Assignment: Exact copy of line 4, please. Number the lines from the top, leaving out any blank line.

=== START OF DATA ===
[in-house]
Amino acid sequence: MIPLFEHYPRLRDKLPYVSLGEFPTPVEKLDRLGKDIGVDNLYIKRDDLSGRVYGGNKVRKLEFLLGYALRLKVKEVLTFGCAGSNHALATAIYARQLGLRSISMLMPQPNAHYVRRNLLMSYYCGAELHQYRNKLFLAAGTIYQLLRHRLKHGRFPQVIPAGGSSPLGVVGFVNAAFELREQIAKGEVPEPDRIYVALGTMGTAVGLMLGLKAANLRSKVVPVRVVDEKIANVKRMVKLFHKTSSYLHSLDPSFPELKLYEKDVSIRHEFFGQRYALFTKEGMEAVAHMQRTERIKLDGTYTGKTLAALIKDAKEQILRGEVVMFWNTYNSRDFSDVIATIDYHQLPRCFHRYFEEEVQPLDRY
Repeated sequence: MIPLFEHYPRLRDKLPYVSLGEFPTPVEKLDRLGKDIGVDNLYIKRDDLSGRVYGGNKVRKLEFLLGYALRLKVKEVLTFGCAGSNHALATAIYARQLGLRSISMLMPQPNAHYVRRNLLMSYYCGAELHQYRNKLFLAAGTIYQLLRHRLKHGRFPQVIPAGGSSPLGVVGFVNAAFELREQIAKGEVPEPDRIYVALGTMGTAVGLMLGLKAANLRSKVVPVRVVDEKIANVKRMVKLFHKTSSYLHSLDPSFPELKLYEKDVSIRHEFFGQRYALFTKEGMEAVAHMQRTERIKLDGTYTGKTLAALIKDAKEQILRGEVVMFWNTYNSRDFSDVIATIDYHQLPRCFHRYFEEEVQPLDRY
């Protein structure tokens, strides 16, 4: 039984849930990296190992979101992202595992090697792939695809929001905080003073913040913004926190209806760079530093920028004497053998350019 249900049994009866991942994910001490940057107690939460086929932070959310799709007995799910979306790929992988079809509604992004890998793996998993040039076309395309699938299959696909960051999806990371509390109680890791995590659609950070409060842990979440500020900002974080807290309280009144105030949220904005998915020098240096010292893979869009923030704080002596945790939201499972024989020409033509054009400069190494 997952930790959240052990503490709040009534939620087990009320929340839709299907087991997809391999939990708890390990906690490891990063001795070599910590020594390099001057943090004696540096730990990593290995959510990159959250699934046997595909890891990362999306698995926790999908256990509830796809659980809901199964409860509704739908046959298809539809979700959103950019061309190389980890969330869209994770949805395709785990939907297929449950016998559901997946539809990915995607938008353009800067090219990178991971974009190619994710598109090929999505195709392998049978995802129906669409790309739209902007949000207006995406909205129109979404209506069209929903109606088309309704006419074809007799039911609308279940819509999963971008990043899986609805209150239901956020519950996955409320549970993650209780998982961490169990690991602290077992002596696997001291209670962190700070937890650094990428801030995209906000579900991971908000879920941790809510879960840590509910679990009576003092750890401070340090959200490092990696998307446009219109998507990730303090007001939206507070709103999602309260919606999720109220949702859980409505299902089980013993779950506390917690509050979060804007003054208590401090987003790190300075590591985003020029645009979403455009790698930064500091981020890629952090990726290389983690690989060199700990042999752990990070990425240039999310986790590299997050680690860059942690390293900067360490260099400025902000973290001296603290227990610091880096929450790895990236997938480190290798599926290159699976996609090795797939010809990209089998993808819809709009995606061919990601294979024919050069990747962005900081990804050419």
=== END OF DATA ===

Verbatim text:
């Protein structure tokens, strides 16, 4: 039984849930990296190992979101992202595992090697792939695809929001905080003073913040913004926190209806760079530093920028004497053998350019 249900049994009866991942994910001490940057107690939460086929932070959310799709007995799910979306790929992988079809509604992004890998793996998993040039076309395309699938299959696909960051999806990371509390109680890791995590659609950070409060842990979440500020900002974080807290309280009144105030949220904005998915020098240096010292893979869009923030704080002596945790939201499972024989020409033509054009400069190494 997952930790959240052990503490709040009534939620087990009320929340839709299907087991997809391999939990708890390990906690490891990063001795070599910590020594390099001057943090004696540096730990990593290995959510990159959250699934046997595909890891990362999306698995926790999908256990509830796809659980809901199964409860509704739908046959298809539809979700959103950019061309190389980890969330869209994770949805395709785990939907297929449950016998559901997946539809990915995607938008353009800067090219990178991971974009190619994710598109090929999505195709392998049978995802129906669409790309739209902007949000207006995406909205129109979404209506069209929903109606088309309704006419074809007799039911609308279940819509999963971008990043899986609805209150239901956020519950996955409320549970993650209780998982961490169990690991602290077992002596696997001291209670962190700070937890650094990428801030995209906000579900991971908000879920941790809510879960840590509910679990009576003092750890401070340090959200490092990696998307446009219109998507990730303090007001939206507070709103999602309260919606999720109220949702859980409505299902089980013993779950506390917690509050979060804007003054208590401090987003790190300075590591985003020029645009979403455009790698930064500091981020890629952090990726290389983690690989060199700990042999752990990070990425240039999310986790590299997050680690860059942690390293900067360490260099400025902000973290001296603290227990610091880096929450790895990236997938480190290798599926290159699976996609090795797939010809990209089998993808819809709009995606061919990601294979024919050069990747962005900081990804050419």